THREE DOLLARS is the story of Eddie, an honest, compassionate man who finds himself with a wife, a child, and three dollars. Eddie's world revolves around the three women in his life: his ...
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THREE DOLLARS is the story of Eddie, an honest, compassionate man who finds himself with a wife, a child, and three dollars. Eddie's world revolves around the three women in his life: his brilliant wife Tanya, a passionate academic, their six year old daughter Abby, who heightens the stakes on every decision Eddie makes, and his childhood sweetheart, the beautiful, privileged Amanda, who re-appears in his life with mathematical certainty every nine and a half years. Surviving with a blend of self-depreciating wit, spirited sensitivity and a big heart, his life is rich with the pleasures and pains of love, family, friendship and marriage. But with only three dollars to his name Eddie will be faced with a choice that will change the direction of his life forever. Written by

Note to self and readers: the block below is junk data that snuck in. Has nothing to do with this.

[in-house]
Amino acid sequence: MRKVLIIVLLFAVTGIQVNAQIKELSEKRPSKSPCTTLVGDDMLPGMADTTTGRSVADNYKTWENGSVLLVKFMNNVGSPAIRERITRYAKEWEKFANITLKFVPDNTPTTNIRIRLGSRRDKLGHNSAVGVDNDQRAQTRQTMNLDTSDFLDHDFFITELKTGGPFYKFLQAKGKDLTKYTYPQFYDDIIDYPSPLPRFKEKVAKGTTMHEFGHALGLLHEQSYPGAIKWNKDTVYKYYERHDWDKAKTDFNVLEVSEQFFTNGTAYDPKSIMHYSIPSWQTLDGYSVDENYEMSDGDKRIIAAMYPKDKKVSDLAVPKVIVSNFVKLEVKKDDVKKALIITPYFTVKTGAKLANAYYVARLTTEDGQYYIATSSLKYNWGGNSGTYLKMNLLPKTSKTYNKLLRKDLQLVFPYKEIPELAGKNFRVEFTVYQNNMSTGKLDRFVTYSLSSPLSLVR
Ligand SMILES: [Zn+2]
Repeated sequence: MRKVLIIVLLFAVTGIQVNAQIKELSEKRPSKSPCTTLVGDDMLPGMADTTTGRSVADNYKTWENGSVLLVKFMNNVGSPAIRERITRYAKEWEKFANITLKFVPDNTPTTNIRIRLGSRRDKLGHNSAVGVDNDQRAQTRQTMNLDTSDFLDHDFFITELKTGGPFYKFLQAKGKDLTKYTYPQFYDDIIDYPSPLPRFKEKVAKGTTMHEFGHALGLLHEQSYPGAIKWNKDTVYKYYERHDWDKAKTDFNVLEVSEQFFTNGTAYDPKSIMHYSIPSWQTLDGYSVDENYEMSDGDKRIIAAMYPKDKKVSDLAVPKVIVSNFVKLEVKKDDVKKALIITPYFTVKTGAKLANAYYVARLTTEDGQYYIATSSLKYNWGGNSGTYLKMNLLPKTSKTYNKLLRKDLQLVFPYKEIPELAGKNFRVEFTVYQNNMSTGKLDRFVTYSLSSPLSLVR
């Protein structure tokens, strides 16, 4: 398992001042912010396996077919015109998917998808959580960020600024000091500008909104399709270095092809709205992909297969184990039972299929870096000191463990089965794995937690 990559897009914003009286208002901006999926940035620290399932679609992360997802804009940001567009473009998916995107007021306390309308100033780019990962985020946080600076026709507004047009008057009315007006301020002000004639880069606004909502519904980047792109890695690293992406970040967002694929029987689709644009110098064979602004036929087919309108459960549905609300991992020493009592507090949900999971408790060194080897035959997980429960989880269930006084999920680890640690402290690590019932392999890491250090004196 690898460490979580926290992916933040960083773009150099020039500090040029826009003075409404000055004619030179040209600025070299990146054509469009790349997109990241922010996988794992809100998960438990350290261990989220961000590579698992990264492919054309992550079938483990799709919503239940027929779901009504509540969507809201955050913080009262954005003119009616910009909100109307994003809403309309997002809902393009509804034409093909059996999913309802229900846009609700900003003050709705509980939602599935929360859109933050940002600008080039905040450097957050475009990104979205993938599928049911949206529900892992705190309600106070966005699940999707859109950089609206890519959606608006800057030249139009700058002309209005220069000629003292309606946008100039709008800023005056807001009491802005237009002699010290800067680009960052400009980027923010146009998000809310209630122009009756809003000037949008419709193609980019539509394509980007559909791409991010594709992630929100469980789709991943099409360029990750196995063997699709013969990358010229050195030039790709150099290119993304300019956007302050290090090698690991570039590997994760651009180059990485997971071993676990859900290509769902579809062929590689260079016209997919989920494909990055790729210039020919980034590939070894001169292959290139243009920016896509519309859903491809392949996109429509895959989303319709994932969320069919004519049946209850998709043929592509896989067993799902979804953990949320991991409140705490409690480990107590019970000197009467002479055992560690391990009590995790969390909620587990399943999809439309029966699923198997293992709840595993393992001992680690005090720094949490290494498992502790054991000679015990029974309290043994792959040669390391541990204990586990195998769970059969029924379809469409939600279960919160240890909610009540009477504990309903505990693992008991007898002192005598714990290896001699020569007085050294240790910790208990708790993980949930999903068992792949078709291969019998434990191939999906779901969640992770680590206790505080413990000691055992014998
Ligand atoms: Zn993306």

I saw "Three Dollars" today, on a bleak Canberra day. It was not the best Australian movie I have ever seen (my heart belongs to "Picnic at Hanging Rock"). But it was the kind of movie that Australians ought to make (rather than being the location for explosion-based stuff from the US) and that Australians ought to queue to see. It was unerringly about us. Not the flatulent lies of nationalism or the chest-beating idiocies of economic rationalism. It was about how, faced with the second of those two catastrophes, a decent man emerged. He did not win (not in the film, anyway). His professional concern about a toxic land development did not stop it. He did not win Lotto, or write an award winning book. The most he may have done was change the perceptions of Amanda, a representative of those who succeed when goodness is a handicap. Like good men everywhere, since the Biblical Job, he tried throughout to act as a good man should. As is inevitable with screenplays adapted from literature, there were options that could have been taken and were not. One could quibble, but I'll leave that to others. Long scenes may have alienated some viewers, but were uncomfortably real - in my life at least, conversations don't end with the bit that advances the plot and events spill out in several directions at once. (Linearity is a curse!). The performances were uniformly sound. David Wenham showed versatility and a depth that was present in "The Boys". Frances O'Connor underplayed wonderfully, so that the Edam cheese scene became the strongest signal of her character. The child was unusually persuasive and thoughtful direction produced depth and colour from the more peripheral roles (the alcoholic, the creature made manager and Kate, the friend of Tracey). This is a film of lacerating honesty, and a work that asks whether society is advanced by blind progress. Eliot Perlman's book from which the film was adapted was a revelation - an epistle of decency written by a lawyer - and his second book ("Seven Types of Ambiguity") is even more challenging. I look forward to the film and am trying to predict the cast already.
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